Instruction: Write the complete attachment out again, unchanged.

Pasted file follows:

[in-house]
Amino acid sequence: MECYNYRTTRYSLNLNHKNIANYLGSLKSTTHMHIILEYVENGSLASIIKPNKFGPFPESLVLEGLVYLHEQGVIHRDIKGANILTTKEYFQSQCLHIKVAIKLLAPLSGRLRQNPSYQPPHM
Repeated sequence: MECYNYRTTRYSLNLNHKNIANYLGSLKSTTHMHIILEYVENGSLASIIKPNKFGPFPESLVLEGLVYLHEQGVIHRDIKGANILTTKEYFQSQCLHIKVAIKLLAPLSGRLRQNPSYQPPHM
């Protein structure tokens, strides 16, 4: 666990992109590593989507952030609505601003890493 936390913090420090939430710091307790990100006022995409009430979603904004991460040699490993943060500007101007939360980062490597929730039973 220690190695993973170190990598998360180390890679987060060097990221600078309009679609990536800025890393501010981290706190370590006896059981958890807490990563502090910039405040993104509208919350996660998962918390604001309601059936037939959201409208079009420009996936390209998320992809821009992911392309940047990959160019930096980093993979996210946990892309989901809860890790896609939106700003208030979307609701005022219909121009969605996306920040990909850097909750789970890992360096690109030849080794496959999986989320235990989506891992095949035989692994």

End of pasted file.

[in-house]
Amino acid sequence: MECYNYRTTRYSLNLNHKNIANYLGSLKSTTHMHIILEYVENGSLASIIKPNKFGPFPESLVLEGLVYLHEQGVIHRDIKGANILTTKEYFQSQCLHIKVAIKLLAPLSGRLRQNPSYQPPHM
Repeated sequence: MECYNYRTTRYSLNLNHKNIANYLGSLKSTTHMHIILEYVENGSLASIIKPNKFGPFPESLVLEGLVYLHEQGVIHRDIKGANILTTKEYFQSQCLHIKVAIKLLAPLSGRLRQNPSYQPPHM
């Protein structure tokens, strides 16, 4: 666990992109590593989507952030609505601003890493 936390913090420090939430710091307790990100006022995409009430979603904004991460040699490993943060500007101007939360980062490597929730039973 220690190695993973170190990598998360180390890679987060060097990221600078309009679609990536800025890393501010981290706190370590006896059981958890807490990563502090910039405040993104509208919350996660998962918390604001309601059936037939959201409208079009420009996936390209998320992809821009992911392309940047990959160019930096980093993979996210946990892309989901809860890790896609939106700003208030979307609701005022219909121009969605996306920040990909850097909750789970890992360096690109030849080794496959999986989320235990989506891992095949035989692994």